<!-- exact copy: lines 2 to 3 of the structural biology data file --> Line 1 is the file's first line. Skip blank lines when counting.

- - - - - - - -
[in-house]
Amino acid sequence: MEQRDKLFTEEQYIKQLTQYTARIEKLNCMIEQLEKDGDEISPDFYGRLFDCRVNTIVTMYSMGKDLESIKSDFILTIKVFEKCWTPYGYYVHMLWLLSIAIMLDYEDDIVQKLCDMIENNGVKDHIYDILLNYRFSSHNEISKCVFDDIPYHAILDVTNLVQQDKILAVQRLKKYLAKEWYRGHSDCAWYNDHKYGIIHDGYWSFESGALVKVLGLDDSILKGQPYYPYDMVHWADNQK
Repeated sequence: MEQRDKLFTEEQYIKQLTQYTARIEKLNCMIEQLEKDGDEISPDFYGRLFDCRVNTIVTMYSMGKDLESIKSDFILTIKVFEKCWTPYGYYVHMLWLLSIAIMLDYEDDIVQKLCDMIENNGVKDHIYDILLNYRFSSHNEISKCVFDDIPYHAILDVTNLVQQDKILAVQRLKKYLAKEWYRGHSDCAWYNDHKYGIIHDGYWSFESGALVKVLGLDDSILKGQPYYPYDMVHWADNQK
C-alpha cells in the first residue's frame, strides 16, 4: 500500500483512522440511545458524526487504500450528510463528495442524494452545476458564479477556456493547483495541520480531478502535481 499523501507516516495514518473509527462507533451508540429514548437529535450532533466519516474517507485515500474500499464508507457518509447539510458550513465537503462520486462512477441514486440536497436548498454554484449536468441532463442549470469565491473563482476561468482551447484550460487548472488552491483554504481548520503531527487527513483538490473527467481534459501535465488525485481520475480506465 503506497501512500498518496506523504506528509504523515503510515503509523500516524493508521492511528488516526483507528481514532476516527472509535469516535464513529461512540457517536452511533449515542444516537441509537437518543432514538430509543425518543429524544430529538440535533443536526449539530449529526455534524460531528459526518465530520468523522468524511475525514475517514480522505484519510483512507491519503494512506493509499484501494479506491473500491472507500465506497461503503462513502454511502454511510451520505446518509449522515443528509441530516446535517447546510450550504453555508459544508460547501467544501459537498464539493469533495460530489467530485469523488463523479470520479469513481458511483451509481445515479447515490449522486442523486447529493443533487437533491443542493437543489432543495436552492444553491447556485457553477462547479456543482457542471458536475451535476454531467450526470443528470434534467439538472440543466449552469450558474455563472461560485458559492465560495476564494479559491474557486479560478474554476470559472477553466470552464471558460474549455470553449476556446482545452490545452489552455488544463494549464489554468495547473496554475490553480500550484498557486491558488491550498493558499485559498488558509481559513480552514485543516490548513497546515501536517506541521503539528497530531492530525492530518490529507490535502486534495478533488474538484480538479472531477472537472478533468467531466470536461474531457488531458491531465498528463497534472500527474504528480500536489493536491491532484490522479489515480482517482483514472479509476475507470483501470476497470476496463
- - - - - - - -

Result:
Amino acid sequence: MEQRDKLFTEEQYIKQLTQYTARIEKLNCMIEQLEKDGDEISPDFYGRLFDCRVNTIVTMYSMGKDLESIKSDFILTIKVFEKCWTPYGYYVHMLWLLSIAIMLDYEDDIVQKLCDMIENNGVKDHIYDILLNYRFSSHNEISKCVFDDIPYHAILDVTNLVQQDKILAVQRLKKYLAKEWYRGHSDCAWYNDHKYGIIHDGYWSFESGALVKVLGLDDSILKGQPYYPYDMVHWADNQK
Repeated sequence: MEQRDKLFTEEQYIKQLTQYTARIEKLNCMIEQLEKDGDEISPDFYGRLFDCRVNTIVTMYSMGKDLESIKSDFILTIKVFEKCWTPYGYYVHMLWLLSIAIMLDYEDDIVQKLCDMIENNGVKDHIYDILLNYRFSSHNEISKCVFDDIPYHAILDVTNLVQQDKILAVQRLKKYLAKEWYRGHSDCAWYNDHKYGIIHDGYWSFESGALVKVLGLDDSILKGQPYYPYDMVHWADNQK